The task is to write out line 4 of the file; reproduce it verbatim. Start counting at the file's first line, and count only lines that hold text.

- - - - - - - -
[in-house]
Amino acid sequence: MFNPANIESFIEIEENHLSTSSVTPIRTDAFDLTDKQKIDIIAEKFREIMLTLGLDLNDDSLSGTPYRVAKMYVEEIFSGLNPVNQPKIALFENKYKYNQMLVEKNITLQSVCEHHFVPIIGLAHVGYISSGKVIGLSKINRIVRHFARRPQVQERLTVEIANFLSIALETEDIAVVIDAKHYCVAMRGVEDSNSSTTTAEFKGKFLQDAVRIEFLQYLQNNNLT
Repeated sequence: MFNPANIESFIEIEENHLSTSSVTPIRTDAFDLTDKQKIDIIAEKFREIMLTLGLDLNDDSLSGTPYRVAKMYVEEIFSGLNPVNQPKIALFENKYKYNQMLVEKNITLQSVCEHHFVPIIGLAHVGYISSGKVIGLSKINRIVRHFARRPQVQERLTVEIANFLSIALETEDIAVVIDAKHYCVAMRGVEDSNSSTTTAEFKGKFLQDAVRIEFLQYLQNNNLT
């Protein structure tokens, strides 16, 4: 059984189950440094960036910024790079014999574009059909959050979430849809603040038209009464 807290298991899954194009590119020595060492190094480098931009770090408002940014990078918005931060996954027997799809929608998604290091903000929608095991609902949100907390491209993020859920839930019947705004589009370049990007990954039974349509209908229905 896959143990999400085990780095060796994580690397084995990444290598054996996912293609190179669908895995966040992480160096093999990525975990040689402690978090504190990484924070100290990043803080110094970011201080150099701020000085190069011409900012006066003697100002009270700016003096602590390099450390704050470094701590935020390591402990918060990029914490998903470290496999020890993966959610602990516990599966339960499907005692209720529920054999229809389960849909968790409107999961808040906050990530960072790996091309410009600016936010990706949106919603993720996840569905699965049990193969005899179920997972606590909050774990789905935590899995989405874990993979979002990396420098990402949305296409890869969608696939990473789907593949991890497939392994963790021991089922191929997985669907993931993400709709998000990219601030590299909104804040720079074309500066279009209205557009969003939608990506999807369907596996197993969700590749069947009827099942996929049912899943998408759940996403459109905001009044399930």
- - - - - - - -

């Protein structure tokens, strides 16, 4: 059984189950440094960036910024790079014999574009059909959050979430849809603040038209009464 807290298991899954194009590119020595060492190094480098931009770090408002940014990078918005931060996954027997799809929608998604290091903000929608095991609902949100907390491209993020859920839930019947705004589009370049990007990954039974349509209908229905 896959143990999400085990780095060796994580690397084995990444290598054996996912293609190179669908895995966040992480160096093999990525975990040689402690978090504190990484924070100290990043803080110094970011201080150099701020000085190069011409900012006066003697100002009270700016003096602590390099450390704050470094701590935020390591402990918060990029914490998903470290496999020890993966959610602990516990599966339960499907005692209720529920054999229809389960849909968790409107999961808040906050990530960072790996091309410009600016936010990706949106919603993720996840569905699965049990193969005899179920997972606590909050774990789905935590899995989405874990993979979002990396420098990402949305296409890869969608696939990473789907593949991890497939392994963790021991089922191929997985669907993931993400709709998000990219601030590299909104804040720079074309500066279009209205557009969003939608990506999807369907596996197993969700590749069947009827099942996929049912899943998408759940996403459109905001009044399930």